The biggest challenge for an accountant in a small business is the lack of people to allow best practice of segregation of duties and cross checking. Though systems automation is helping in many respects it isn’t the whole answer. More emphasis is required on built in process controls (inside and outside of the finance department) and reconciliations to identify anomalies. It also requires a level of business understanding that immediately flags when something is unusual. This needs to be checked back to the department heads responsible, who themselves need to recognise they are part of the accurate reporting process. Procedures and controls need to be appropriate for the size of business such that they can prevent material problems without creating unnecessary bureaucracy that takes resources away from driving growth.
Business Intelligence – forward looking KPIs and sophisticated forecasting
The finance department will sit at the top of various streams of information from different departments and needs to be able to consolidate these into meaningful reporting for senior management, and ultimately the board, to digest efficiently.
This analytical and presentation work often gets tagged on to the accountant’s role requirements but it requires a skillset that, though many accountants develop with experience, not all are suited to and dedicated expertise may be required. Reversing the approach and hiring a BI expert to run a finance department provides more capacity for insight but at the cost that the underlying information may be less reliable without the accountant’s core skills in dealing with the hygiene factors of accounting and compliance.
BI requirements normally sit with the CFO until a specialist is recruited and this is a good way to build the groundwork of understanding the minutiae of the business before moving on to the big picture view.
Guy Hutchinson, Founder of the StartupCFO members group and Finance Foundry consultancy says. ‘Having been CFO in a number of software start-ups I’ve realised that the hire of the deeply commercial CFO needs to bring the analytic insight and data-crunching skills allowing you to build out a BI function version 1.0. All the questions about which metrics to focus on and which levers you have to move those metrics, typically, remain unanswered in this stage of the business’s development. This means rolling up your sleeves and building the foundations is really a key ask for that person. You really should complete that step before you in a position to hire the BI Analyst, make the platform investment and allow the analytics function to scale’.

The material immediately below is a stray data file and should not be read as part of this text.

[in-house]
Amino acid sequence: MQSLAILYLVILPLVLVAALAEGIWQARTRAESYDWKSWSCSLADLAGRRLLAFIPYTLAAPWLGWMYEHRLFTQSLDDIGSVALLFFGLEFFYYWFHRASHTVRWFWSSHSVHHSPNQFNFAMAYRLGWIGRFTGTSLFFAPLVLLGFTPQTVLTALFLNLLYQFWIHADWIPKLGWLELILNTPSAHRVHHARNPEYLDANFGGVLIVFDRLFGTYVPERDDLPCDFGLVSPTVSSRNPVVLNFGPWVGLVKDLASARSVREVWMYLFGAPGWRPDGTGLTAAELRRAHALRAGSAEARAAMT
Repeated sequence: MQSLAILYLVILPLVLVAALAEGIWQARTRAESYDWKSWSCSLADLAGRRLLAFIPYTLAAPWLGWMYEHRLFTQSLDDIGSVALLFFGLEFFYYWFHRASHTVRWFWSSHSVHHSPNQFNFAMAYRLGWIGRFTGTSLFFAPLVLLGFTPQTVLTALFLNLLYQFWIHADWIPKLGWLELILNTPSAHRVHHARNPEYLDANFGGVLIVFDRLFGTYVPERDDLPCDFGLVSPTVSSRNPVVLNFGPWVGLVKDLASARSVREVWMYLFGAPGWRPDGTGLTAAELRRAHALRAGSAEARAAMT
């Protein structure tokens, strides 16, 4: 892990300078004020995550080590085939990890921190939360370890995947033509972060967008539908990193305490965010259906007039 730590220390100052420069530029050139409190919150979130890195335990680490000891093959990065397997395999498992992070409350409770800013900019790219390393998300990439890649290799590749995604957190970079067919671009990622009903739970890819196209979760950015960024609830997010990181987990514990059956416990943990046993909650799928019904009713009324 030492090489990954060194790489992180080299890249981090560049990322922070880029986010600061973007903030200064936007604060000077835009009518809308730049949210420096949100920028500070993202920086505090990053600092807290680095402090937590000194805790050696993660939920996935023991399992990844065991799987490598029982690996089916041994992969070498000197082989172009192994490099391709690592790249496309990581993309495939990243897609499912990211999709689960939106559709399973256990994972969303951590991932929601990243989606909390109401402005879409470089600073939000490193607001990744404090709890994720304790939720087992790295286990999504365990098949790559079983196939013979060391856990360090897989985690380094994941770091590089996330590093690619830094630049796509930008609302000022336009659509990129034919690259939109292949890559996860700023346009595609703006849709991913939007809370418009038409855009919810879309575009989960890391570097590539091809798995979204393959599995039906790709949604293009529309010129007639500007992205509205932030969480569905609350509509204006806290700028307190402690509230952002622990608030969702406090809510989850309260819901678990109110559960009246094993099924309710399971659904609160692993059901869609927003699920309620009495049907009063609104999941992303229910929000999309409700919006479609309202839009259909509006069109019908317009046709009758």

Cash management (or “ensuring we don’t go bust”) is fundamental to all businesses and sits across accounting (recording of financial consequences), management and control (to ensure the reporting has no surprises) strategy and risk (predicting future cash needs) and fundraising but there is so much more that finance can do to create value though supporting good long term decision making.
Building the confidence that means reporting provides the basis of good decision making and never needs to be questioned is a huge hidden value add for a finance functions that frees up senior time for more useful forward looking assessment.
In building a finance function through the growth cycle of a VC backed business the investment needs to be appropriate but ahead of the curve. The step by step recommendations are set out in the attached toolkit.
Many of the skills required are generic across finance departments but I think it is fundamental that all members of the finance team should interact enthusiastically with the rest of the business to perform at their best and so ideally they should be engaged with the mission of the company and be an articulate advocate of their products.
Delivering accurate, reliable reporting and good cash management (including forecasting) is not optional for companies looking to build credibility with their shareholders and potential investors.
Building towards the future requires an early investment in a good CFO and allowing them to make a difference, as serial VC CFO (most recently at Frog portfolio company Sellics), Alex Marsellla says, it is also “vital that the CEO/founder releases day to day control on finance and some operational activities…trust must be maintained in balanced way”.